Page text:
48 km. Rear end not so sore today. There was a steady stream of cyclists throughout the day, nearly all German we surmised. Mostly the locals seem civil and all say “Guten Morgen” as they pass but they don’t appear particularly friendly – a little dour perhaps so far. One young couple pulled a home-made wooden cart with wheelbarrow wheels and a shade frame that looked like a small coracle on wheels. Inside was a baby and some of their gear. Many oldies, tubbies and lazies (we looked down our noses at them!) were on electric bikes that cruised past and did the hills easily. Even small inclines brought us into the lowest gears with our luggage on board. My shoulders ached and Cath’s legs felt heavy from the previous day’s optional hill climb.
Long day on the saddle
66 km. 8.45am – 5.15pm. Further than we’d ever ridden in one day, with luggage, to get to our prebooked accommodation. 30+ degree heat. German summer had arrived late. We drank lots.
A detour up onto the plateau required a walk pushing the heavy bikes past wild apple trees. Over gently rolling country trucks passed by. The traffic, when we were on the roads, was very bike aware and courteous. One large truck followed us very patiently up a steep winding hill without pushing to overtake. A large scale open air museum exhibited evidence and a partial recreation of an Iron Age (500 BC) village – the most significant site of its type in Europe. Adjacent to the Danube the archeologists had found items from all over Europe and beyond. These Celts had built an outstanding civilisation in a place surrounded by tilled fields and wild forests, in a commanding position with views out to the distant snow-capped alps on the southern horizon.
Down on the fairly flat lands we cycled through many more fields of corn. This is used in the production of biofuels and is by far the most common and extensive cropping of the rich fertile soils of the floodplain. Villages and towns each with an amazing church and half timbered houses. Every single one of them could be world heritage listed.
Mid afternoon, and still with a long way to go, we began losing it with each other. Hot, tired, sore, too many uphills. Should have carried some extra food. A welcome village disappointingly only has a beer garden. …………………………….. Then we rounded a corner in the next village to find a bakerei! Kaffee, tea, cheesecake and a pastry called “plunder” made me feel like a jocular pirate. Good cheer restored we pushed on again. Finally we reached Mengen where on the outskirts Cath noticed what could have been our first refugee establishment, groups of Arab looking kids playing in an open yard in a low cost housing area. At our guesthouse “Rose” we had the medieval loft 3 narrow flights of stairs up with small windows onto the roofscape of the old town. We collapsed on the bed, then later showered, washed our cycling clothes and slowly resurfaced.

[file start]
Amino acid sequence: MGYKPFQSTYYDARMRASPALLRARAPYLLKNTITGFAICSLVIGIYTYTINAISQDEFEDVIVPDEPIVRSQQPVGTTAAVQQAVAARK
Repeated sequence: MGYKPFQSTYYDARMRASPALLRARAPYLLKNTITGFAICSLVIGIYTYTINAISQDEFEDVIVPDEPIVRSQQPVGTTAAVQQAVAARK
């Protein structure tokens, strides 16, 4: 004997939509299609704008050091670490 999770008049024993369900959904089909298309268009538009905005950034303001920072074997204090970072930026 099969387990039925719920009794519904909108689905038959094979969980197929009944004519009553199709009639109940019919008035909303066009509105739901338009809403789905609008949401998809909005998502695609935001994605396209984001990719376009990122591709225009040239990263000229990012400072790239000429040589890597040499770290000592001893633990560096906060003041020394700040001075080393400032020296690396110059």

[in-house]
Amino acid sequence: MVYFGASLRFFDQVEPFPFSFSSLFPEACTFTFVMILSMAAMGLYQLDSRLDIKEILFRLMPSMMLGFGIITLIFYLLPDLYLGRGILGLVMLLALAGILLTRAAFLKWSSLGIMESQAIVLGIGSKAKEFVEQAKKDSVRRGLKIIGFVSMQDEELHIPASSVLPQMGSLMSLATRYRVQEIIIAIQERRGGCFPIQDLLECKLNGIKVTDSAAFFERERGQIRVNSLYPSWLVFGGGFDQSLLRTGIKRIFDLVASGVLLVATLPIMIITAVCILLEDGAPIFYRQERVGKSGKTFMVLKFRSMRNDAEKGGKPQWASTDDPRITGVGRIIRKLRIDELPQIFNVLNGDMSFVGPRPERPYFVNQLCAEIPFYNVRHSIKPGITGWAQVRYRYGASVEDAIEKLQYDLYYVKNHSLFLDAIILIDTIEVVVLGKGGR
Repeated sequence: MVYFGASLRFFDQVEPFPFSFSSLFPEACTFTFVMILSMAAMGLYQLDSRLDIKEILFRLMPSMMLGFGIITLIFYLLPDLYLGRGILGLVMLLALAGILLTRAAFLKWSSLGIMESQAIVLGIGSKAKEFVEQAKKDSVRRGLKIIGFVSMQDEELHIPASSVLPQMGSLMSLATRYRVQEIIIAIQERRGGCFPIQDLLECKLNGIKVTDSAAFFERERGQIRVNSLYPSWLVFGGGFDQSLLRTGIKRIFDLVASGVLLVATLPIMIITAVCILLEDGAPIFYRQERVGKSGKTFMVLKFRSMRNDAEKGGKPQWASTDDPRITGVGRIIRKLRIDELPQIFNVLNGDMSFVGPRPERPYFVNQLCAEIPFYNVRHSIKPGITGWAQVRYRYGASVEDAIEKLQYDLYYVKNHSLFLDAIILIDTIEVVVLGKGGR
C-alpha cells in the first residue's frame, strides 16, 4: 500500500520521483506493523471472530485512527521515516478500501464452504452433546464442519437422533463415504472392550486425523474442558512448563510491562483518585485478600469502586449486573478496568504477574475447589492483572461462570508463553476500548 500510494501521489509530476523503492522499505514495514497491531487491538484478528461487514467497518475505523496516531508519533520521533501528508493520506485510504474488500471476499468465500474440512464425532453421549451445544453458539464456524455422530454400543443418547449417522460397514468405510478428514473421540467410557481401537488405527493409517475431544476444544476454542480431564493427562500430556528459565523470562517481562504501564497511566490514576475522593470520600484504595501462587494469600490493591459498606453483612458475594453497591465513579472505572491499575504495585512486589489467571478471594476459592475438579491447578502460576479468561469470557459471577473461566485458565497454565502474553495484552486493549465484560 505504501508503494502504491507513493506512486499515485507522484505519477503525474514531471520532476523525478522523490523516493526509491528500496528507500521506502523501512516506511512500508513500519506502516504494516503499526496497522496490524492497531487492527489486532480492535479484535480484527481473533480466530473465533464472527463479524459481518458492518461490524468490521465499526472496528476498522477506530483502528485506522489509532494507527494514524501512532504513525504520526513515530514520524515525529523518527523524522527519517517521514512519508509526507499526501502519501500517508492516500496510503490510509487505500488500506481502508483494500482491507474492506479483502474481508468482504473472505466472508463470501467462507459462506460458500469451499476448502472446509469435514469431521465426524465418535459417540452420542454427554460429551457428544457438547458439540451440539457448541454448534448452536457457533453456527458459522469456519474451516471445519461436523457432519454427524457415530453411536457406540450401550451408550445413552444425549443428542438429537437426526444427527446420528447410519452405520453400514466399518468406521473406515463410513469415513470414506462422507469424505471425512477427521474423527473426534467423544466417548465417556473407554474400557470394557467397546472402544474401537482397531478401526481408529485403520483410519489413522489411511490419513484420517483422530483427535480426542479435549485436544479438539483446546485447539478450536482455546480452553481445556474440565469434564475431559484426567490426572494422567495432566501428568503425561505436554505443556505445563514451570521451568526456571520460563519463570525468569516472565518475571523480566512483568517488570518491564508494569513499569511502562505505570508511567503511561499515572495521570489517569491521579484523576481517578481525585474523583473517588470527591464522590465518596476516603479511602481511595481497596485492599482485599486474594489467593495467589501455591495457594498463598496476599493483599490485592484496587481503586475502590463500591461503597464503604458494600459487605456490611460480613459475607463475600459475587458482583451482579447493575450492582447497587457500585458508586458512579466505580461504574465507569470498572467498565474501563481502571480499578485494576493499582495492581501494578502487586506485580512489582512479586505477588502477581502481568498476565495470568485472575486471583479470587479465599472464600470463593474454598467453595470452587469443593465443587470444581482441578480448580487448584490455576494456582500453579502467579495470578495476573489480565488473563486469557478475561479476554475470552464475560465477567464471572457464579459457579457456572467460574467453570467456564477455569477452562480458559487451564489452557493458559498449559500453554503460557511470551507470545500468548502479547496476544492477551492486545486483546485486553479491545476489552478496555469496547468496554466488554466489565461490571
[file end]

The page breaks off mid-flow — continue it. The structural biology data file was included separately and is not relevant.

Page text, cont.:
200km total for the trek. The trail had become more heavily used and with more facilities such as rest places and even a cycle oasis with a drinking water fountain at the top of a steep rise.
On an alternative side trip route for the day we made our way beside the Blau River which was a tributary to our Danube. Small limestone crags reappeared which rose out of the thick forest at the edge of the valley. A closed off cave entrance with prehistoric archaeological heritage stimulated visions of cavemen with spears fighting off wooly mammoths. Crystal clear water flowed out of the “Blue Pool”. In a hollow in the hillside the depths of the water and the geology made the water a deep blue. Green water weeds lined the sides of the pool and tall beech trees glowed an iridescent green in contrast. At one side stood an ancient waterwheel and beyond that a rich church and abbey. I wondered at the number of religious shrines that underlay the church of modern (the last 1000 years) times. Often pagans of the past placed great value in natural springs and built shrines in the grottos. These became places of worship as successive peoples took over the regions through millennia and finally fell into Christian hands. The place did have an underlying beauty and life giving atmosphere. Apparently the pool is one of two entrances to a vast underground cave system that remains not fully explored due to the extensive cave diving necessary to access the inner most catacombs.
In Ulm, our first large city, we woke to the carolling bells of the cathedral. It’s spire of laced stonework is the tallest in the world – 161 m.
47km. Top speed 52 kph (it’s fun to be a hoon) One puncture repair on Cath’s bike first thing in the morning. 30 degrees – the summer heat continued.